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Distributed December 21, 2005
Contact Mark Nickel

Brown Sends Avian Flu Advisory as Holiday Travel Season Begins

As students, faculty and staff prepare for holiday travel, senior administrators at Brown University sent an e-mail advisory to the campus community, offering health information and providing a list of information resources about avian flu. The text of that message follows here.

December 21, 2005

Dear Members of the Brown Community:

We are writing with important information for members of the Brown community regarding Avian Influenza and steps the University is actively taking to prepare for the possibility of a flu pandemic.

As you are likely aware from media coverage, federal and state efforts to develop plans to deal with a possible flu pandemic are ongoing. The University has also been working on its plans. We have organized a task force of administrators and faculty to monitor the flu situation and to ensure that appropriate plans are in place to protect the health of our campus community. That task force is in regular contact with the Rhode Island Department of Health, with faculty from Brown Medical School, and with leadership from Brown University Health Services. We will keep you advised of the work of the task force as appropriate via the Brown University Web site, e-mails and relevant postings.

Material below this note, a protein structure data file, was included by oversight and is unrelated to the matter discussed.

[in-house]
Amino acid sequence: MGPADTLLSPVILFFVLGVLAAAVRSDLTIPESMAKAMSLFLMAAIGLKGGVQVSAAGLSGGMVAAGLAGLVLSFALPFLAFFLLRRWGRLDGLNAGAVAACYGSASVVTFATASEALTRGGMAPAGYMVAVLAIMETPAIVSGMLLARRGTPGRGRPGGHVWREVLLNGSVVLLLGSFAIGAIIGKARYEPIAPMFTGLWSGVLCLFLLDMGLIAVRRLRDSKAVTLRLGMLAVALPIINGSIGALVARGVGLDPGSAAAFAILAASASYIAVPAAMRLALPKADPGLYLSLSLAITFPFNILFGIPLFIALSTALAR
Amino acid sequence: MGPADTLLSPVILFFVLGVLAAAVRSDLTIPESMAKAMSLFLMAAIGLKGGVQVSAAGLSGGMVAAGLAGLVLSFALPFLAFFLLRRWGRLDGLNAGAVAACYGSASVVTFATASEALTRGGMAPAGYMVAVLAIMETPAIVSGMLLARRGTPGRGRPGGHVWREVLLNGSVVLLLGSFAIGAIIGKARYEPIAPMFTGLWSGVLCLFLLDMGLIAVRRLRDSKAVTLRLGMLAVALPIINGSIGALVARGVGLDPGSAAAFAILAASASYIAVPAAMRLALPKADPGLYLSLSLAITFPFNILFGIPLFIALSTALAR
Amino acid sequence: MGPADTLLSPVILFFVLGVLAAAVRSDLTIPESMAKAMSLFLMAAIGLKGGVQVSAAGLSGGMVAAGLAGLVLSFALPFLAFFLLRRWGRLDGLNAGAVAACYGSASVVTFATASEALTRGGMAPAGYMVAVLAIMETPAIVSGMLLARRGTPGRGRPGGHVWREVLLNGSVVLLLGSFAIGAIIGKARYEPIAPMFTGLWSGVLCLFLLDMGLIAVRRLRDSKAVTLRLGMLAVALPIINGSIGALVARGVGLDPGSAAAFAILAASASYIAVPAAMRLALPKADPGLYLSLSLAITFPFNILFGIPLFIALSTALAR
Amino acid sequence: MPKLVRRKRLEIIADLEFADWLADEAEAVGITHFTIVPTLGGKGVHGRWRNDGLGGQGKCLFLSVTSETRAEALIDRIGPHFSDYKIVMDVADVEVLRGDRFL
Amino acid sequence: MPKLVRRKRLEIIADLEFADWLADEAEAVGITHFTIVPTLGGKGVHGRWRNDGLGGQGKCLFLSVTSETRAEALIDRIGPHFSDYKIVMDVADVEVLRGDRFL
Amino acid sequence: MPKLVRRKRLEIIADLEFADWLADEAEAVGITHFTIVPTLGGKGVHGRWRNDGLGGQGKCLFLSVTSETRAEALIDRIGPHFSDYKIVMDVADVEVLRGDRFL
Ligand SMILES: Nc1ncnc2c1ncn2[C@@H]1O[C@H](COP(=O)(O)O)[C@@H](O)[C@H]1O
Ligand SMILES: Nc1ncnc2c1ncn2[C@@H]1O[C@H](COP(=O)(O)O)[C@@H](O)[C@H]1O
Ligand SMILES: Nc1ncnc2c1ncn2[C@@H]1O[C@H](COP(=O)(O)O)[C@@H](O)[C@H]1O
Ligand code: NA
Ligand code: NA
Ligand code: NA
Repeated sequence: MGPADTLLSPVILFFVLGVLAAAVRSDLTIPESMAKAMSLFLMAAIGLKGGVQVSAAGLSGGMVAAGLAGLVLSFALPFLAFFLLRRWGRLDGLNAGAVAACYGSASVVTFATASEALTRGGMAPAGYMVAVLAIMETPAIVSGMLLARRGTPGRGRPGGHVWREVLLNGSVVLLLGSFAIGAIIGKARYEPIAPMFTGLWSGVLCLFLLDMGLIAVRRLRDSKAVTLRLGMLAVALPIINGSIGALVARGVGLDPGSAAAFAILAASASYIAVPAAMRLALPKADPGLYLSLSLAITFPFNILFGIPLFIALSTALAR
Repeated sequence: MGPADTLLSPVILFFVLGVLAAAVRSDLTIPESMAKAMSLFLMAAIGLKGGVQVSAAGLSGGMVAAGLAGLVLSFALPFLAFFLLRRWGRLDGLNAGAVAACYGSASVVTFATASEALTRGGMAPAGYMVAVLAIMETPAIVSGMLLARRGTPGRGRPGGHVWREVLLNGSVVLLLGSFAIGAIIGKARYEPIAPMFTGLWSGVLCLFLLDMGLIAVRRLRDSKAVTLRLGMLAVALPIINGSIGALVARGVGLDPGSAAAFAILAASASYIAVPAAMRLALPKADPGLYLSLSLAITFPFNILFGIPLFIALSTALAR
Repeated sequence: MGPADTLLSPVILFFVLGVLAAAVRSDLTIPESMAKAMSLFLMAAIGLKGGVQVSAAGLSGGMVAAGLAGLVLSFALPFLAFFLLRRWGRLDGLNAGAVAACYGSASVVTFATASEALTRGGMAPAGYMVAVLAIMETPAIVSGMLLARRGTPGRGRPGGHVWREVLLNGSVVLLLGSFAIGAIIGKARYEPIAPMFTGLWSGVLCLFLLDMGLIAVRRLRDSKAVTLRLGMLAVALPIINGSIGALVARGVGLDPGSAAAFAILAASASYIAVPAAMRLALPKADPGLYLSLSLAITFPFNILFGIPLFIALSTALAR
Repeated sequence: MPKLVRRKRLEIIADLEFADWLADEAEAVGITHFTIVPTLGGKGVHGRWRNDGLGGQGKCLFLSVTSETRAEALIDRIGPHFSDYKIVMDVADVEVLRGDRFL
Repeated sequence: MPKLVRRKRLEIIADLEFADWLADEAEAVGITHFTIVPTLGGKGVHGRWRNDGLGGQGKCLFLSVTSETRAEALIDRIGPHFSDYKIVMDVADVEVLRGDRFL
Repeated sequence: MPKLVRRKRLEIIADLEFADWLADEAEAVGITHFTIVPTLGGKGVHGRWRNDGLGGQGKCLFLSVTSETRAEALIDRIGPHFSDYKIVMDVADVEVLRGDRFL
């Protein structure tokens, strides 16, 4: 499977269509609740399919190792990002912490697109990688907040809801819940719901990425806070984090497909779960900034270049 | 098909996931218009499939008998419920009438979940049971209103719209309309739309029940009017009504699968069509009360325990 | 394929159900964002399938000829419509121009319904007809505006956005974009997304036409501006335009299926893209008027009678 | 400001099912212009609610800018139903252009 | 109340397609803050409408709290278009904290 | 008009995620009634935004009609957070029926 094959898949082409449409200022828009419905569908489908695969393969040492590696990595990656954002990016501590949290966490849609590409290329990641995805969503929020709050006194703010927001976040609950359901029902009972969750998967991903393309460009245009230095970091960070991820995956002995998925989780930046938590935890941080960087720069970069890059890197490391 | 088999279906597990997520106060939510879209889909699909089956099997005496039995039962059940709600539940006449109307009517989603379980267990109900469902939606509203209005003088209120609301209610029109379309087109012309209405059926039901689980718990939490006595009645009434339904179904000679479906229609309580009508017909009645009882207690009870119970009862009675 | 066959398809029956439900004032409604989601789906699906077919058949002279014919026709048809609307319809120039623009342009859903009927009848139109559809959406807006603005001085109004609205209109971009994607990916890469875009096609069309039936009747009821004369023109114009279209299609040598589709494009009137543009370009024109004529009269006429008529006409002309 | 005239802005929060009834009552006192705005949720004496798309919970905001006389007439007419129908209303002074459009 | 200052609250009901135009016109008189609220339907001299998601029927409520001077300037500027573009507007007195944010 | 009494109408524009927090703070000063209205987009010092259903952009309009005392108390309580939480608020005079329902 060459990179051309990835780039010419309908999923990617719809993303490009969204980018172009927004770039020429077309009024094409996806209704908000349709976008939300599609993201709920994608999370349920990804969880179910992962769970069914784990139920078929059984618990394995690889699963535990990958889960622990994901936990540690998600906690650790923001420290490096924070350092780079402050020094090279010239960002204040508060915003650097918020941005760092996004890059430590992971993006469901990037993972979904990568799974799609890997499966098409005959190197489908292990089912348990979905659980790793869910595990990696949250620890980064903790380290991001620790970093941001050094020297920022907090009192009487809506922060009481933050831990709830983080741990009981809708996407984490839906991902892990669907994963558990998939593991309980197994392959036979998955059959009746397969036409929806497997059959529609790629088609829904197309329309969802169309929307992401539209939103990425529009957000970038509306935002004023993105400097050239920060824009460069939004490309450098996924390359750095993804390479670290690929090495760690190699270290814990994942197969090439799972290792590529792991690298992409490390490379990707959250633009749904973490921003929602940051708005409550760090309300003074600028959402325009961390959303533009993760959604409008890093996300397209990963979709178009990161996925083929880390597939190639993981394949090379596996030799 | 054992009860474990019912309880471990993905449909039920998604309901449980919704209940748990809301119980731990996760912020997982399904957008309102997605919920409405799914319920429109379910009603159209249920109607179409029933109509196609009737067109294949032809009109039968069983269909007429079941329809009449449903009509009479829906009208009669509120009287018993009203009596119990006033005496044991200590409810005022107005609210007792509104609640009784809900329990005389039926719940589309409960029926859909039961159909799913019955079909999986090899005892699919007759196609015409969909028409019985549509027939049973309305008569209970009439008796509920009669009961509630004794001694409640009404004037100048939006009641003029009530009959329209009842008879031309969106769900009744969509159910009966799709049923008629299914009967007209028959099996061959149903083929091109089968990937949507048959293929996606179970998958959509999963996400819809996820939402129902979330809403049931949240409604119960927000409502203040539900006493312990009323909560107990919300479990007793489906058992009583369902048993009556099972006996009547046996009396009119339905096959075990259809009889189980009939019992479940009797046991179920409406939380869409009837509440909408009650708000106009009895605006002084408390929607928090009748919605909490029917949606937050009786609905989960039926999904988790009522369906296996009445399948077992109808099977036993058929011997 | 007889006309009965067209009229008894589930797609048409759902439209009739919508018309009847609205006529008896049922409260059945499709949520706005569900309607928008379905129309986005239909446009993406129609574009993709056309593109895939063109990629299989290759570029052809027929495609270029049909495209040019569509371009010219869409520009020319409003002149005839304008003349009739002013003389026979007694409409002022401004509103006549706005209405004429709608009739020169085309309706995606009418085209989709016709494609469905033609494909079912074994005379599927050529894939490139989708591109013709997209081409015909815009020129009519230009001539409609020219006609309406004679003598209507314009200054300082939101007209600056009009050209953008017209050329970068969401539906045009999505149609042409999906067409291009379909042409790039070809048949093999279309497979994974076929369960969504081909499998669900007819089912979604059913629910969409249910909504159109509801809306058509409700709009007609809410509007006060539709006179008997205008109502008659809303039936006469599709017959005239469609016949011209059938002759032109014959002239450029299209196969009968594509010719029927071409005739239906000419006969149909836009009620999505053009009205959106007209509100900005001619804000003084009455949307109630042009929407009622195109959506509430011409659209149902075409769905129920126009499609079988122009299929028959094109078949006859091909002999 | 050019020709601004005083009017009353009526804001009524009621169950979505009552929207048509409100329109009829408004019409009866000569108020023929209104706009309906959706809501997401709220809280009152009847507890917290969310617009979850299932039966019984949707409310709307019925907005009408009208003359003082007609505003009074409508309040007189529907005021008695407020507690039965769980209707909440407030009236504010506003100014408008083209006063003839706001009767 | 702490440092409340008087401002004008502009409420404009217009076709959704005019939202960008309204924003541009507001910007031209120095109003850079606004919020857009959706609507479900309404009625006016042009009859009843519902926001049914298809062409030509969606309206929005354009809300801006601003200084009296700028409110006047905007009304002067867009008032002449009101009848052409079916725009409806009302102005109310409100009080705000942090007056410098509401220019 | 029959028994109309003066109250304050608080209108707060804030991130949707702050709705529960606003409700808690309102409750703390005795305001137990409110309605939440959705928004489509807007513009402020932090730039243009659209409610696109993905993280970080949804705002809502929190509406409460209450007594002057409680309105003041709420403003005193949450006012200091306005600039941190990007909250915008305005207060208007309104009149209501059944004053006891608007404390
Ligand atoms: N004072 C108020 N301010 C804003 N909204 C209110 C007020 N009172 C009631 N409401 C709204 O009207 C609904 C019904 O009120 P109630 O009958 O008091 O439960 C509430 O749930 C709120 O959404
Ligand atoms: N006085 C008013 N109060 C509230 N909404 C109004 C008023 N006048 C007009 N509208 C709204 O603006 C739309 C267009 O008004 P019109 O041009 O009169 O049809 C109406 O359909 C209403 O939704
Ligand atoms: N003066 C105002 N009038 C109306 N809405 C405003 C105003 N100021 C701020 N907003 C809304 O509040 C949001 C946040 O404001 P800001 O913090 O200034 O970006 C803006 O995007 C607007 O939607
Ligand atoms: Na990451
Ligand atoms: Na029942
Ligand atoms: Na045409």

Many members of our community will be traveling over the winter break. The remainder of this memorandum will provide you with basic information about the Avian Flu, Avian Influenza or Bird Flu and suggest resources you should consult if you are traveling to countries where Avian Flu has been detected.

1. What is the difference between Avian Flu, Seasonal Flu and Pandemic Flu?